Medical devices such as pacemakers, prosthetics, insulin pumps, and others are supposed to improve a person’s life when they suffer from a serious condition. However, even when these items are approved by the U.S. Food and Drug Administration (FDA), there can be issues regarding effectiveness, overall quality, and safety.
Defective medical device cases are serious concerns because an individual has often suffered significant harm. Working with a knowledgeable defective medical device attorney who not only understands the FDA’s role in clearing the way for these products but also who should be held liable when they fail can make all the difference in the success of an injury claim.
Medical Device Development: What Role Does the FDA Play?
Before any device can be used in the medical profession, it must undergo strict scrutiny from the FDA. The agency’s rigorous approval process determines if a product is safe and works as intended.
Unfortunately, some manufacturers find shortcuts in this process to rush a device to market. For example, choosing the 510(k) submission regulation—meaning the product only needs to be shown that it’s substantially equal to another product already on the market. But if this is all the manufacturer does, and there are problems with the product, the FDA can recall the device to help protect individuals affected by the product or protect others from it in the future.
What Happens When a Medical Device Is Defective?
The effects of a defective medical device are dependent on what type of device it is, its intended use, and the problems that occurred.
For instance, if a person has a metal-on-metal hip replacement, they may experience some immediate help from the device. However, there are numerous risks that present over time, specifically with various models. This can include fretting and corrosion, which causes tremendous pain, along with swelling, tissue problems, inflammation, metallosis (a build-up of metal debris), and even immobility.
Similarly, some hip implants are known to cause significant damage to an individual, including:
- Tissue death
- Heart issues
- Damage to the liver and kidneys
- Poisoning or allergic reactions from the metal or other materials used
When someone is harmed by defective medical devices, they not only have to deal with the immediate pain and discomfort, but also undergo further dangerous medical procedures to fix the issues, which are costly, frustrating, and result in even longer recovery times and complications.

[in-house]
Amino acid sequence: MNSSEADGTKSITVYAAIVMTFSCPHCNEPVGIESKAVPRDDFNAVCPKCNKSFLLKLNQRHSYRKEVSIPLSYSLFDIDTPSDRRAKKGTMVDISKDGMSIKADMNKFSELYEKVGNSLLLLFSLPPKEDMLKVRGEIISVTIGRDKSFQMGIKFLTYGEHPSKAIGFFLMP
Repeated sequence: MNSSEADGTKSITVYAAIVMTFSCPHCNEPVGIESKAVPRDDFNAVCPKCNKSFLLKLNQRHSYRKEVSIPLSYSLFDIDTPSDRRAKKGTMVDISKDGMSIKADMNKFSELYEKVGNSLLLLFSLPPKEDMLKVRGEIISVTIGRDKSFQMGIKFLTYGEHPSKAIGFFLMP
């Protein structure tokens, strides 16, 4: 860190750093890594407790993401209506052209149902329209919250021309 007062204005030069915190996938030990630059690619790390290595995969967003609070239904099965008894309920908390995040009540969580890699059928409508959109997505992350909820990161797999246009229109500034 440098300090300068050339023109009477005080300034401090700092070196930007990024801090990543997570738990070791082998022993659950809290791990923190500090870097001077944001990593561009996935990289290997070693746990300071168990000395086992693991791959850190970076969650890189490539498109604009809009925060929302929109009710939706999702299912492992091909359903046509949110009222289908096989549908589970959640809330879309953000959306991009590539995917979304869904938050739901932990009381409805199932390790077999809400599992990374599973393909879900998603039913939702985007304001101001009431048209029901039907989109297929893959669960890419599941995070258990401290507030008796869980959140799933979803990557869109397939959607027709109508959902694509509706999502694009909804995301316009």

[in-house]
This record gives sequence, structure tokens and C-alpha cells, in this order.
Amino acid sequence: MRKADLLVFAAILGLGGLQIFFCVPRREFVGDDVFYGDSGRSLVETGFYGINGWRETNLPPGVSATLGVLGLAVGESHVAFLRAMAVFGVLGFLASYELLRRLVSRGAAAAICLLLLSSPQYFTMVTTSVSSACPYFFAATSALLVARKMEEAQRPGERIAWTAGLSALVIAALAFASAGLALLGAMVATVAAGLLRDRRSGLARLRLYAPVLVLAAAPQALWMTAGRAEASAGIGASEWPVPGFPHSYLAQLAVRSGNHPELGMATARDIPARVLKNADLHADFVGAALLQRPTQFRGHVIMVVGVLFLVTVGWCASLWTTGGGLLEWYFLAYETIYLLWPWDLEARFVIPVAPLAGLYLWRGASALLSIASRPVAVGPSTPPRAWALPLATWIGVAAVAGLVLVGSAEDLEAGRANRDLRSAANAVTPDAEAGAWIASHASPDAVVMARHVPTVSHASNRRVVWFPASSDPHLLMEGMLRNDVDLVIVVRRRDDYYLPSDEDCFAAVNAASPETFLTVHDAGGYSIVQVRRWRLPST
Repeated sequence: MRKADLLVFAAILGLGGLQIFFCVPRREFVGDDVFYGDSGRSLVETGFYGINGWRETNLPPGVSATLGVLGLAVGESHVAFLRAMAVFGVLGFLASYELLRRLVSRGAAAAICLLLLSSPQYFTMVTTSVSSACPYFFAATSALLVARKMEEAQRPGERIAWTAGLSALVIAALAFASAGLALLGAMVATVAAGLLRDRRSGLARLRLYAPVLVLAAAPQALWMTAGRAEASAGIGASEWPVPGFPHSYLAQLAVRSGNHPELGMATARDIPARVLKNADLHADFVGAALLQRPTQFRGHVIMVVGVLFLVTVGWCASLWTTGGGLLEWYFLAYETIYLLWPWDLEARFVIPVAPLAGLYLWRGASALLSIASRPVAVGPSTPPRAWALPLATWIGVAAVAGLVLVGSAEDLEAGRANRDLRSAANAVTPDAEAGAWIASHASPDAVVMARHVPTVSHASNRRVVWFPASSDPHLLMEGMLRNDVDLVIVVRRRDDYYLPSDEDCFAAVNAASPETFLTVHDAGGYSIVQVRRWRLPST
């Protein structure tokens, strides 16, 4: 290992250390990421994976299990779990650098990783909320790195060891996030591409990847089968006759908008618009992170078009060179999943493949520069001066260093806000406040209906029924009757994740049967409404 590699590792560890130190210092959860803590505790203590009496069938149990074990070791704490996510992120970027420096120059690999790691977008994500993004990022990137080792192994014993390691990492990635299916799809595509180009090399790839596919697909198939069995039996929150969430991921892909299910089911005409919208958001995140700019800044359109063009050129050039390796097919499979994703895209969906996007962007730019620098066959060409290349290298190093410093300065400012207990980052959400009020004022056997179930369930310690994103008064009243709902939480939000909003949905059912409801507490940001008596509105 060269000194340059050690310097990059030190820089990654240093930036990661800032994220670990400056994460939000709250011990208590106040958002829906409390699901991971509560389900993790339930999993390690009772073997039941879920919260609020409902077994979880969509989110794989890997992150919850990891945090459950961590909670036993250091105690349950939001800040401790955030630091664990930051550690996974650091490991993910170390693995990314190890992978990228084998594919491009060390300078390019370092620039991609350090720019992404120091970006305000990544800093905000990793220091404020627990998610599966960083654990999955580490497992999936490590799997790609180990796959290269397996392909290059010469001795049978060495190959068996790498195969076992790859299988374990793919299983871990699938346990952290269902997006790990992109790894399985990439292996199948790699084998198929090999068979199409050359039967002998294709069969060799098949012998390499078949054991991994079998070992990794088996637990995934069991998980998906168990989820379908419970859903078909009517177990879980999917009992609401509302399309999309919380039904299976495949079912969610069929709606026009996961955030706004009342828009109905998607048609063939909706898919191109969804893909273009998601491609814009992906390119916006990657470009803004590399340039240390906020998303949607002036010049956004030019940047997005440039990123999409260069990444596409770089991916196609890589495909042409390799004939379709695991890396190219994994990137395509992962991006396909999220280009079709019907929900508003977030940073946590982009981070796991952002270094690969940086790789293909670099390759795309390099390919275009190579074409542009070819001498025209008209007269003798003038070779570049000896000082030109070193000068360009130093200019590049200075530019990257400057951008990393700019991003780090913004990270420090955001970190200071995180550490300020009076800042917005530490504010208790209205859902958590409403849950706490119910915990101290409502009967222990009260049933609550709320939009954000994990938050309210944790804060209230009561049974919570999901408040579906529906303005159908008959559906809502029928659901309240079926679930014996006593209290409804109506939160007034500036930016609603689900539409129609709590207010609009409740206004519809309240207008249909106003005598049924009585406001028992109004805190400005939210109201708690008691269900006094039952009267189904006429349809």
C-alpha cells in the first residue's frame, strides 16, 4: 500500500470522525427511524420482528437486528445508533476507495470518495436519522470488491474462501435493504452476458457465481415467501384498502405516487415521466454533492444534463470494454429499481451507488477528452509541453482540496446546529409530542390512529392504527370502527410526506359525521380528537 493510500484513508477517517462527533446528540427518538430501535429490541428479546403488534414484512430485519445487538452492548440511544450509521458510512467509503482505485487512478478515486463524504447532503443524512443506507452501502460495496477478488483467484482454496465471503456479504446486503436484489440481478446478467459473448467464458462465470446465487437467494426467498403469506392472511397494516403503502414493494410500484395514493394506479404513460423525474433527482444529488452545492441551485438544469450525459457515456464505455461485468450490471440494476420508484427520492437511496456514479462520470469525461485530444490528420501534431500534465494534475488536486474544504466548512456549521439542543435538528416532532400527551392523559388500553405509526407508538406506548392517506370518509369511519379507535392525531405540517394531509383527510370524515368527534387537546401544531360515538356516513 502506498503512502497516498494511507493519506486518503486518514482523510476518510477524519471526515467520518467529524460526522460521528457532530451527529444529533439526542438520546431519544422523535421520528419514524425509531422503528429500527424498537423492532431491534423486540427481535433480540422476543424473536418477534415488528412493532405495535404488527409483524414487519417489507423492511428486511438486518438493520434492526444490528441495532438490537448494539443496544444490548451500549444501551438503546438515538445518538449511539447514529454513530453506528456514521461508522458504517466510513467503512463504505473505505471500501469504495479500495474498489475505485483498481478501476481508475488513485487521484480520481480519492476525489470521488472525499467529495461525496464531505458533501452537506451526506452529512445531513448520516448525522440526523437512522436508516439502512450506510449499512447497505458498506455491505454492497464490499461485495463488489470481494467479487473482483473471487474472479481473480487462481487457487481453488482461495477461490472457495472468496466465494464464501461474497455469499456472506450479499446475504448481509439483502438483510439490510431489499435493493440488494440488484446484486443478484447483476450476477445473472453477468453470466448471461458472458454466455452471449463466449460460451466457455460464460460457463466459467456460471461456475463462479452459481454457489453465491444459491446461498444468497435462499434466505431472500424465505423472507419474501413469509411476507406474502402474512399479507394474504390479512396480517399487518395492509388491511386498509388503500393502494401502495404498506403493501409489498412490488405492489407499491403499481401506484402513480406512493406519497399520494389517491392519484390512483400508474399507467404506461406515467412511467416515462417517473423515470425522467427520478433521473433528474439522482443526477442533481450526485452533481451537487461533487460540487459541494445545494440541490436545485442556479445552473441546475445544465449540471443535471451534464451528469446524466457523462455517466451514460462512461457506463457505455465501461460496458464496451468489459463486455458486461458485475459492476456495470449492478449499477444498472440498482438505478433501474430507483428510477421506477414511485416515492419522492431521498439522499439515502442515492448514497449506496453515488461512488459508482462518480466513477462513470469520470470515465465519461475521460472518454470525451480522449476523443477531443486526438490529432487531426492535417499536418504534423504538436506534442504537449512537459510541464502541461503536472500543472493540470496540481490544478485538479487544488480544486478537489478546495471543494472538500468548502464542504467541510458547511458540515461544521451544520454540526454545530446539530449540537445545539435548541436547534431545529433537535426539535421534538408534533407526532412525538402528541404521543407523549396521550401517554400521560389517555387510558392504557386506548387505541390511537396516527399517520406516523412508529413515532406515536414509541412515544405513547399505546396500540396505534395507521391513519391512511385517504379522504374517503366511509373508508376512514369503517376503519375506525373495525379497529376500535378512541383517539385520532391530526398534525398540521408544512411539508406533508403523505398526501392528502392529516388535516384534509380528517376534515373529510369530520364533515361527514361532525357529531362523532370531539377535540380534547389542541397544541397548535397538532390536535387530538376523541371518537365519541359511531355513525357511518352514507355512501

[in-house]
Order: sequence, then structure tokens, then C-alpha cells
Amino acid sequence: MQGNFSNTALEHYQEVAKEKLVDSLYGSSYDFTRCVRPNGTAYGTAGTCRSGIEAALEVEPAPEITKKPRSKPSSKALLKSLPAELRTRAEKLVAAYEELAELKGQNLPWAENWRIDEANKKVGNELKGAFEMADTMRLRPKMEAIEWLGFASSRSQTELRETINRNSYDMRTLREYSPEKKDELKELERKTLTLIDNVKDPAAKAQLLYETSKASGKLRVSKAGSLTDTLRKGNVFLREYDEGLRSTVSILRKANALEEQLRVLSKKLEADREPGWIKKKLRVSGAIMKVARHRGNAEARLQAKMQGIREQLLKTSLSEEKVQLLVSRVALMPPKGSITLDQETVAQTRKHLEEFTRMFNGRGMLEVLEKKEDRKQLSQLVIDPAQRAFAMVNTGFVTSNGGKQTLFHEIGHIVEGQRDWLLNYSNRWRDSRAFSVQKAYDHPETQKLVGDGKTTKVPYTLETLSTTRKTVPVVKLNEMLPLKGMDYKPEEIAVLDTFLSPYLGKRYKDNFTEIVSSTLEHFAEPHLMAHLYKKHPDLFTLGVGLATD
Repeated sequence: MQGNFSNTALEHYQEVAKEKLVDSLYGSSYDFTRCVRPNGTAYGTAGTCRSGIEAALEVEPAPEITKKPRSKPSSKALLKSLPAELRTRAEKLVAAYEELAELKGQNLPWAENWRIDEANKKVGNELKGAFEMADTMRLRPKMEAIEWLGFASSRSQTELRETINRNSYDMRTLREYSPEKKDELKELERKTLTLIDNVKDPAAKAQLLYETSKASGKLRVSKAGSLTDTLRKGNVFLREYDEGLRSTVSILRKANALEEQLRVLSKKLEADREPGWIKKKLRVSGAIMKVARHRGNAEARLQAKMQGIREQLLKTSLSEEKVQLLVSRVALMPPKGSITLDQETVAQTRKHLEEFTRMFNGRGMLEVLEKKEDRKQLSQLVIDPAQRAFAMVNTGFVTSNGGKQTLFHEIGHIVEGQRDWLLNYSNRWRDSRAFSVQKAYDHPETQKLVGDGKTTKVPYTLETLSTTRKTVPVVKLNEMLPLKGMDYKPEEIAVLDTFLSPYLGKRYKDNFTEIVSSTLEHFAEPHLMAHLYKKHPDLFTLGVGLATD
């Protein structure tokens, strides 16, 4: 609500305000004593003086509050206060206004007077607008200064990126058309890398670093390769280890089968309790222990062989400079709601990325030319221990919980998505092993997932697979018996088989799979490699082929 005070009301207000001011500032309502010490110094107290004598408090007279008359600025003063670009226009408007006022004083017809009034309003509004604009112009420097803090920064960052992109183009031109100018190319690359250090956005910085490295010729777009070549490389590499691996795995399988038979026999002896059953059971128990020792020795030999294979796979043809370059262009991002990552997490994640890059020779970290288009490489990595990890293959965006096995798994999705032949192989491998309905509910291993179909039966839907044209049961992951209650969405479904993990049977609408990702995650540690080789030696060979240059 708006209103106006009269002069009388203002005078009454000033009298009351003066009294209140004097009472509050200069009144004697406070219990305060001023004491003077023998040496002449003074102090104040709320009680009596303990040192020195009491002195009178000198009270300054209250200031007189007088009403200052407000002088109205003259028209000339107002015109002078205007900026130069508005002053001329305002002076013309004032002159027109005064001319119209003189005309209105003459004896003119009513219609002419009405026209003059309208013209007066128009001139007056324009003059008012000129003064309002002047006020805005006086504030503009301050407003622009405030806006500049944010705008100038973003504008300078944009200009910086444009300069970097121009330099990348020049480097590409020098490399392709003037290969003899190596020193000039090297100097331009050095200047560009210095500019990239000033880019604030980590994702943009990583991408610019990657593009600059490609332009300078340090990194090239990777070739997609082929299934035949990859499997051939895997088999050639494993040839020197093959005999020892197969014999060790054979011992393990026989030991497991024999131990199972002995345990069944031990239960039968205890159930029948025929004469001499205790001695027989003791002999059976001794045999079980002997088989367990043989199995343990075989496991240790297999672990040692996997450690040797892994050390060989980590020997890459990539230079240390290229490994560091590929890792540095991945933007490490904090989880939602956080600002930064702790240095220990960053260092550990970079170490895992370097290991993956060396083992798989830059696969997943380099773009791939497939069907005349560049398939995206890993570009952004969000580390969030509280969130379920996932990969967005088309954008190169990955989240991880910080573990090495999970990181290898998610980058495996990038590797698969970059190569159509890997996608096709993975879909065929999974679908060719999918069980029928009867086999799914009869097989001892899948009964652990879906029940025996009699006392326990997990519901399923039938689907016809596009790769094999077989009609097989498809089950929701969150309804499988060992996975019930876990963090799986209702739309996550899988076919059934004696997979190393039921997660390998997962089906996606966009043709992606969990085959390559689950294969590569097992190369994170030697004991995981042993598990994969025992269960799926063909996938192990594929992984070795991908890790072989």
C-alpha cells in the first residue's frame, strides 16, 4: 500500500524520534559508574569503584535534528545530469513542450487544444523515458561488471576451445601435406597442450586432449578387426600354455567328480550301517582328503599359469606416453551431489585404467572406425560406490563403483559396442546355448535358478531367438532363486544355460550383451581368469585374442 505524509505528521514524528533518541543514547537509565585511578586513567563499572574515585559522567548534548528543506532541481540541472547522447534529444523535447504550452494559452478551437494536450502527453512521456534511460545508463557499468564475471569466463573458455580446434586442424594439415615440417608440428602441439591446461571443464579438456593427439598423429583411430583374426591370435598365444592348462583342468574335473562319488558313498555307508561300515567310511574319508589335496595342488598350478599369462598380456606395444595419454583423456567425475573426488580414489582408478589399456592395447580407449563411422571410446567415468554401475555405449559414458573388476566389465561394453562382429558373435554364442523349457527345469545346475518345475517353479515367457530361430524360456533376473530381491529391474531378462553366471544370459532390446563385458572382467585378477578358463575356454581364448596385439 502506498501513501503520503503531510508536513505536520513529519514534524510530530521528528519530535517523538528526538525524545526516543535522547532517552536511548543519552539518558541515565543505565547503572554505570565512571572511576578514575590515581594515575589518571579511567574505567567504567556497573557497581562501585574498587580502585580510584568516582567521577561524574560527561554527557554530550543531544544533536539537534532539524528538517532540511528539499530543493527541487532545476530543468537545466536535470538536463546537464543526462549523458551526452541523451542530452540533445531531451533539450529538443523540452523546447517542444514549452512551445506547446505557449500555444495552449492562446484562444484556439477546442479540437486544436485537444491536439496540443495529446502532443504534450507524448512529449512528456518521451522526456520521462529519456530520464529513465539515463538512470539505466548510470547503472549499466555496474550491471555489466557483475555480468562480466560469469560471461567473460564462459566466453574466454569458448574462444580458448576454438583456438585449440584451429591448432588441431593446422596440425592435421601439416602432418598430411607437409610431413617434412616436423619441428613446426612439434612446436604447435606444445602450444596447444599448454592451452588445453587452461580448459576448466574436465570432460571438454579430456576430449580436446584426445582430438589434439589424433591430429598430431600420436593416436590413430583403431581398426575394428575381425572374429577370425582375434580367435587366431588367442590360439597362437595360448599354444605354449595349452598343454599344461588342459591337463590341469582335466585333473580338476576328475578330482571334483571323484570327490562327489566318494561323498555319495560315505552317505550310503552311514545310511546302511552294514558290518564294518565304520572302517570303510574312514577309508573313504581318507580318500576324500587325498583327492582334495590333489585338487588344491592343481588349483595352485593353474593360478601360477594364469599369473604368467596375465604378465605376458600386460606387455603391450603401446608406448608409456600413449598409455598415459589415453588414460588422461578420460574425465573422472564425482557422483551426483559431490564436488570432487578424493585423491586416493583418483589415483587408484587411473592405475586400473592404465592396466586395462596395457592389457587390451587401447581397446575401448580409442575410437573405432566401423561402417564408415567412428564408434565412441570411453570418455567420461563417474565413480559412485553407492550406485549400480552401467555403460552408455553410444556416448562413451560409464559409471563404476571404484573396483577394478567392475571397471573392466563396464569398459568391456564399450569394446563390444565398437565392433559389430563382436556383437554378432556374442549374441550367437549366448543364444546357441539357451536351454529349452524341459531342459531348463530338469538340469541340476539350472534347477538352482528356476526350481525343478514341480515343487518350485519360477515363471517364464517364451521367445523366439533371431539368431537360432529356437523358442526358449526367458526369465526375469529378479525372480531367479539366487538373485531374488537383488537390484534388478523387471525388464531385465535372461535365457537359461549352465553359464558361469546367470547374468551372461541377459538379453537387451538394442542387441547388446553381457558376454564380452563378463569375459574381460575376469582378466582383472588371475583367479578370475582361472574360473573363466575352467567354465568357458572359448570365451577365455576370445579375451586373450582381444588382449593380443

Who’s Responsible for Your Damages?
When pursuing legal action after sustaining an injury due to a defective medical device, there are plenty of factors to consider before moving forward. Understanding who may be liable—and who you can file the lawsuit against—is one of the first steps.
There’s a chain of events leading to the injuries sustained by the patient. The manufacturer must have produced a device, there may be a distributor or seller involved, the hospital allows the use of the product, and the doctor is the one who prescribes the device. In some ways, each of these parties could potentially be held responsible.
- The manufacturer. In most cases, it’s the manufacturer’s fault for creating an unsafe product. Its device may have a defective design, was produced incorrectly, or had a danger that it failed to warn the public about. A manufacturer may have also bypassed the safety tests of the FDA and put a dangerous product on the market. This makes the manufacturer accountable for the damages.
- The hospital, seller, or distributor. If hospital administration allows the use of a defective product or the seller distributes the product to a medical facility while having knowledge of the potential dangers to a patient, they may be held accountable.
- The physician. If a doctor prescribes the device and knows of the dangers prior to the surgery and fails to warn the patient, they may be held liable. Similarly, if they in any way alter the device from the intended purpose or design in a manner that causes harm, they can be considered responsible for the damages.
More often than not, it’s the manufacturer that carries most of—if not all—of the liability for a defective medical device. It bears the responsibility to ensure that products are not only considered safe by quality standards but also meet FDA standards.
When manufacturers fail to put the safety of patients first, they’re acting in negligence. As such, they should be held financially accountable for the damages injured parties experience. This can include the costs for any future medical procedures, lost income, and more.